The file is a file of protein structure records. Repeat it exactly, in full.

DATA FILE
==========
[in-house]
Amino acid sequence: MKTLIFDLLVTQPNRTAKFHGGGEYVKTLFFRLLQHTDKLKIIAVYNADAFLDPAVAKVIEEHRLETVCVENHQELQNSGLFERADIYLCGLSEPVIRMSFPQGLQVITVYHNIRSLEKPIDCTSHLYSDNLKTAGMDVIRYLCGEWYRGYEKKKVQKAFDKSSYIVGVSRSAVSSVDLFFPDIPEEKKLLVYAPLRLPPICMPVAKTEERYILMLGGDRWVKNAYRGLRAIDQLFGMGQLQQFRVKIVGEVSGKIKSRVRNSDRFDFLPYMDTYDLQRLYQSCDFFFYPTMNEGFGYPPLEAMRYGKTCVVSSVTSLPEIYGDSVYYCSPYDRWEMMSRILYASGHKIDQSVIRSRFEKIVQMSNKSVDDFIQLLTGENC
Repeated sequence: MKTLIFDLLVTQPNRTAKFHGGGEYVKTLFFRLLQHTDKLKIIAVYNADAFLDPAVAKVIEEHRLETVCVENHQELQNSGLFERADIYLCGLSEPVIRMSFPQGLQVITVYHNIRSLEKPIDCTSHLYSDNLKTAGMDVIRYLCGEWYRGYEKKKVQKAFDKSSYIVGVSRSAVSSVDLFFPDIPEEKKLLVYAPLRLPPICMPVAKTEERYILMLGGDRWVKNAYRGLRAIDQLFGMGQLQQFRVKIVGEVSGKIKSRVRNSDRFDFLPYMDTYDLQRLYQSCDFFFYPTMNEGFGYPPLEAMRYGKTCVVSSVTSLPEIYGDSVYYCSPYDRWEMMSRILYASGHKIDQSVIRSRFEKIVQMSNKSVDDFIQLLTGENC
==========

[in-house]
Amino acid sequence: MKTLIFDLLVTQPNRTAKFHGGGEYVKTLFFRLLQHTDKLKIIAVYNADAFLDPAVAKVIEEHRLETVCVENHQELQNSGLFERADIYLCGLSEPVIRMSFPQGLQVITVYHNIRSLEKPIDCTSHLYSDNLKTAGMDVIRYLCGEWYRGYEKKKVQKAFDKSSYIVGVSRSAVSSVDLFFPDIPEEKKLLVYAPLRLPPICMPVAKTEERYILMLGGDRWVKNAYRGLRAIDQLFGMGQLQQFRVKIVGEVSGKIKSRVRNSDRFDFLPYMDTYDLQRLYQSCDFFFYPTMNEGFGYPPLEAMRYGKTCVVSSVTSLPEIYGDSVYYCSPYDRWEMMSRILYASGHKIDQSVIRSRFEKIVQMSNKSVDDFIQLLTGENC
Repeated sequence: MKTLIFDLLVTQPNRTAKFHGGGEYVKTLFFRLLQHTDKLKIIAVYNADAFLDPAVAKVIEEHRLETVCVENHQELQNSGLFERADIYLCGLSEPVIRMSFPQGLQVITVYHNIRSLEKPIDCTSHLYSDNLKTAGMDVIRYLCGEWYRGYEKKKVQKAFDKSSYIVGVSRSAVSSVDLFFPDIPEEKKLLVYAPLRLPPICMPVAKTEERYILMLGGDRWVKNAYRGLRAIDQLFGMGQLQQFRVKIVGEVSGKIKSRVRNSDRFDFLPYMDTYDLQRLYQSCDFFFYPTMNEGFGYPPLEAMRYGKTCVVSSVTSLPEIYGDSVYYCSPYDRWEMMSRILYASGHKIDQSVIRSRFEKIVQMSNKSVDDFIQLLTGENC